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Ameliorative potential of stem bromelain on lead-induced toxicity in Wistar rats
- Al-Otaibi, Wedad Refaiea, Virk, Promy, Elobeid, Mai
- Acta biologica Hungarica 2015 v.66 no.2 pp. 149-160
- alanine transaminase, aspartate transaminase, blood serum, cholesterol, kidneys, lead, lead acetate, liver, males, malondialdehyde, metabolic diseases, oxidative stress, rats, spleen, stem bromelain, toxicity, triacylglycerols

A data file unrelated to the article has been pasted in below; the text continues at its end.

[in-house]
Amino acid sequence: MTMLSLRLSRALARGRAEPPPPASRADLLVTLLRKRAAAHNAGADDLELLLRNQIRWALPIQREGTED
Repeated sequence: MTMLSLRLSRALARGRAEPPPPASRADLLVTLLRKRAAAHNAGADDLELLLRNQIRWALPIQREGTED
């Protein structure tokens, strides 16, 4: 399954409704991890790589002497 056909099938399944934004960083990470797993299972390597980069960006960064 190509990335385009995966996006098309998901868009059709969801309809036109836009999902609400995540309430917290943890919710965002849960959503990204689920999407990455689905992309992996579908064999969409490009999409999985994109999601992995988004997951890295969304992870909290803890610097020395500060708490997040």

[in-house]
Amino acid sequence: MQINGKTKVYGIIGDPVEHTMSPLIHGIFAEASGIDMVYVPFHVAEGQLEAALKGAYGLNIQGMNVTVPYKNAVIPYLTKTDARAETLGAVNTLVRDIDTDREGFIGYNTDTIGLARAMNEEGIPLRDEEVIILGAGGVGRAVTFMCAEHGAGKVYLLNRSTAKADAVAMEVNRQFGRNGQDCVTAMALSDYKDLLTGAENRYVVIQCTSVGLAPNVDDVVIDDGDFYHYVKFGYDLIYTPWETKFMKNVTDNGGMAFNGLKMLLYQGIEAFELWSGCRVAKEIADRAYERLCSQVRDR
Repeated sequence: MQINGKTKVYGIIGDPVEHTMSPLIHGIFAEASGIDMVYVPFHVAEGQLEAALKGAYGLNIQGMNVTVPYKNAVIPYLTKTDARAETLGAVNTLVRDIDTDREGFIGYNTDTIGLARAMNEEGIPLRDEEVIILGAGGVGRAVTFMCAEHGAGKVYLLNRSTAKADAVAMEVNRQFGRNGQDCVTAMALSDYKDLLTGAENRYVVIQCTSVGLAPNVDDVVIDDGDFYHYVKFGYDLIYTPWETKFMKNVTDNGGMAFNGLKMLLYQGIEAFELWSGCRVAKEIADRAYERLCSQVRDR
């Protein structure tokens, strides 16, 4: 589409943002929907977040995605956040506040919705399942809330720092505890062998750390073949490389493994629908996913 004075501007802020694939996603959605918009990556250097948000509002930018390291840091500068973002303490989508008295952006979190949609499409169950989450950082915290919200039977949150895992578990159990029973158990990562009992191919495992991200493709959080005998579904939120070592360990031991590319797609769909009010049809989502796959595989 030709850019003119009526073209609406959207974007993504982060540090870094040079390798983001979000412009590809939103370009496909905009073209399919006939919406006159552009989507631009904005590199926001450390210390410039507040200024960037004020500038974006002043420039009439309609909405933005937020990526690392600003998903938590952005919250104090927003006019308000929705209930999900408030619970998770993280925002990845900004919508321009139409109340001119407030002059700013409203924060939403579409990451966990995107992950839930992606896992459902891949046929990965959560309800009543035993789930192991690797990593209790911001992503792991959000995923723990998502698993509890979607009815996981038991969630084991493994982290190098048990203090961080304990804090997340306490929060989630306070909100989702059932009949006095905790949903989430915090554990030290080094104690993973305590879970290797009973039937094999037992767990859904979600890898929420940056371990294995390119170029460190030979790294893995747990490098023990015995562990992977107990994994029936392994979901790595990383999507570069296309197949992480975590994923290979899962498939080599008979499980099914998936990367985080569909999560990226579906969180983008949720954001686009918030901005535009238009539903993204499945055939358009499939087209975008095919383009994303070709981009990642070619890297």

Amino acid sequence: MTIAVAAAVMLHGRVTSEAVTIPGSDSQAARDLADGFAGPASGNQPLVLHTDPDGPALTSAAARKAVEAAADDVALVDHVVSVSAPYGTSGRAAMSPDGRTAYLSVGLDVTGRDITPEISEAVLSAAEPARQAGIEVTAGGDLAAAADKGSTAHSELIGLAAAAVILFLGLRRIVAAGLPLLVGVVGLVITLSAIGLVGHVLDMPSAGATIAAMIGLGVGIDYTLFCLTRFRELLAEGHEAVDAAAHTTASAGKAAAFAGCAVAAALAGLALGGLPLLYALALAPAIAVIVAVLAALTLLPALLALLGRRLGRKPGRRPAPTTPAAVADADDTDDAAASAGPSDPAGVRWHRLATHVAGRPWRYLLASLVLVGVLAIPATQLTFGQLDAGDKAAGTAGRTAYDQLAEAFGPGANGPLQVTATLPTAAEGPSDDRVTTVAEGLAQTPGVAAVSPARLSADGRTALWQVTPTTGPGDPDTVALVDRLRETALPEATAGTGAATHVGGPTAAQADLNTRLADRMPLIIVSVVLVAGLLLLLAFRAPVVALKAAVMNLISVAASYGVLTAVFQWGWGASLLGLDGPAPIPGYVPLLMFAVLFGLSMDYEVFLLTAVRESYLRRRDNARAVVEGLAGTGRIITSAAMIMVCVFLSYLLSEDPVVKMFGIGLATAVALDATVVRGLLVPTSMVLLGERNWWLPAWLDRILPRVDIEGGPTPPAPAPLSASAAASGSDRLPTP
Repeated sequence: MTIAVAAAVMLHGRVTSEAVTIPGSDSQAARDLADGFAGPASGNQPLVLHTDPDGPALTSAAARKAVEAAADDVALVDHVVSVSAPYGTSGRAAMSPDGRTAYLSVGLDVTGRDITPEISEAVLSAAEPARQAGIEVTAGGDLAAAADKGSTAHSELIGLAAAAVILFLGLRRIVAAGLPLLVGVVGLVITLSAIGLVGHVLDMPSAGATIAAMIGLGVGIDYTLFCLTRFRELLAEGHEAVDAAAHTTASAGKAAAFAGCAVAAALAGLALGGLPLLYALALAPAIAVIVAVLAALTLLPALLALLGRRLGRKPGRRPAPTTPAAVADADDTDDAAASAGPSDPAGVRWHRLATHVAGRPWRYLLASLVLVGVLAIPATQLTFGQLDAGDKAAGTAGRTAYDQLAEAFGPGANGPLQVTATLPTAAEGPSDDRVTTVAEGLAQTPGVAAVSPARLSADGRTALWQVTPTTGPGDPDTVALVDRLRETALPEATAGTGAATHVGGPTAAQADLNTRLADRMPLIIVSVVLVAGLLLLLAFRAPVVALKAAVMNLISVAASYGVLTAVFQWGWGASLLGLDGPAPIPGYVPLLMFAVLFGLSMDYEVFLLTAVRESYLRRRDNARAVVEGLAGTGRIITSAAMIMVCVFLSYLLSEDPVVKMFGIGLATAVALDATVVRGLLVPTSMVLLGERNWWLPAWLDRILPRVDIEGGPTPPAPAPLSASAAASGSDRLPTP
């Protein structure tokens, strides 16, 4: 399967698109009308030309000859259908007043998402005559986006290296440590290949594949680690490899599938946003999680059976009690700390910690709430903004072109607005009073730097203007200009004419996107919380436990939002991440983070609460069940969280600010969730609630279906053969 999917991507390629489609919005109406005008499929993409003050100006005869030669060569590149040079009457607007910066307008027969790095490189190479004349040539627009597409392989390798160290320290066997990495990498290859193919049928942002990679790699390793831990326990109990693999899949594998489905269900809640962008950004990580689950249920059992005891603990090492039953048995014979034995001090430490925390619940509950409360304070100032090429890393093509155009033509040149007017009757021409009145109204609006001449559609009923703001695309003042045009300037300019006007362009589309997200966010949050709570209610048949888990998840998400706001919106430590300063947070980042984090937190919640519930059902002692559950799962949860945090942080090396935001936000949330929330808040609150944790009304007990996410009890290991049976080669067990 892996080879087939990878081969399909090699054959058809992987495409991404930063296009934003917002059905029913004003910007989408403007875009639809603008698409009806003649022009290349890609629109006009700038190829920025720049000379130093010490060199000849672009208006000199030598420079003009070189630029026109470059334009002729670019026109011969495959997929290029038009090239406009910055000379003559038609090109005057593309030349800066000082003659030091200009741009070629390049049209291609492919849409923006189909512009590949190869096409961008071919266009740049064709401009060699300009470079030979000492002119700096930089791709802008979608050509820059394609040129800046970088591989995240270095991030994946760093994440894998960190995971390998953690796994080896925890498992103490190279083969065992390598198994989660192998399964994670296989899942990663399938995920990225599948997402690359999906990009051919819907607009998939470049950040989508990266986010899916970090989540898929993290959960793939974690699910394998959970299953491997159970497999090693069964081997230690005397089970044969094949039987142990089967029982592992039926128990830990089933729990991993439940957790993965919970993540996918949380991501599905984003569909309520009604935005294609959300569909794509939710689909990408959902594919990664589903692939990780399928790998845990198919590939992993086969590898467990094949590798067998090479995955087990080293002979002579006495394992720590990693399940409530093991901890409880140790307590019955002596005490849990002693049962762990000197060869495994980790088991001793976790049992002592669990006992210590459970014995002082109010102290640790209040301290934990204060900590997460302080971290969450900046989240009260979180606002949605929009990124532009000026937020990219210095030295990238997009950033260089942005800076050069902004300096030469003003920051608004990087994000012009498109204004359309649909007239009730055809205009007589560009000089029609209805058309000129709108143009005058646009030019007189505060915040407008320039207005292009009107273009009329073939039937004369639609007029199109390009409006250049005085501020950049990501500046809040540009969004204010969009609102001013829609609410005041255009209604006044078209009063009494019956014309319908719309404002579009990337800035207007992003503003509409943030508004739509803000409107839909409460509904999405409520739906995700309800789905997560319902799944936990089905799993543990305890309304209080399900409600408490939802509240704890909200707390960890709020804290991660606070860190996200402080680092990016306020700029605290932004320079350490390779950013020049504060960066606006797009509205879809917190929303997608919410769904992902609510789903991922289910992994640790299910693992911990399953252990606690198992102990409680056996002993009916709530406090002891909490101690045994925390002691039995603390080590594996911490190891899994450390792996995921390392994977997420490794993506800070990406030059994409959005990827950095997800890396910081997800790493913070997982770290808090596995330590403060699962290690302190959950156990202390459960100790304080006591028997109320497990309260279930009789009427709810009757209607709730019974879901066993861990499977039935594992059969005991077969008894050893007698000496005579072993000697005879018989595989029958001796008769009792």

- The present study investigates the protective efficacy of stem bromelain against lead-induced toxicity in male Wistar rats. There were six experimental groups; Group I was negative control, Group II was administered only 20 mg/kg of stem bromelain. Group III and V were orally exposed to 30 mg/kg/day and 60 mg/kg/day of lead acetate, respectively. Group IV and Group VI were exposed to both low and high dose of lead acetate, respectively, and treated with 20 mg/kg stem bromelain. The experimental period was 21 days. The end points evaluated were, lead accumulation in kidney, liver and spleen, alanine aminotransferase (ALT) and aspartate aminotransferase (AST) activity, serum malonaldehyde (MDA) cholesterol and triglycerides levels. Co-administration of stem bromelain with lead markedly reduced the lead accumulation in the kidney and spleen. The treatment of stem bromelain also reduced the serum MDA levels in the group exposed to lower dose of lead and serum triglyceride level in the group exposed to higher dose of lead. The lead-induced modulated levels of serum ALT and AST were also alleviated by bromelain treatment. Our key findings suggest a chelating potential of stem bromelain for combating lead toxicity and oxidative stress. Bromelain represents a novel approach to the treatment of metal toxicity and metabolic disorders with a limited therapeutic window.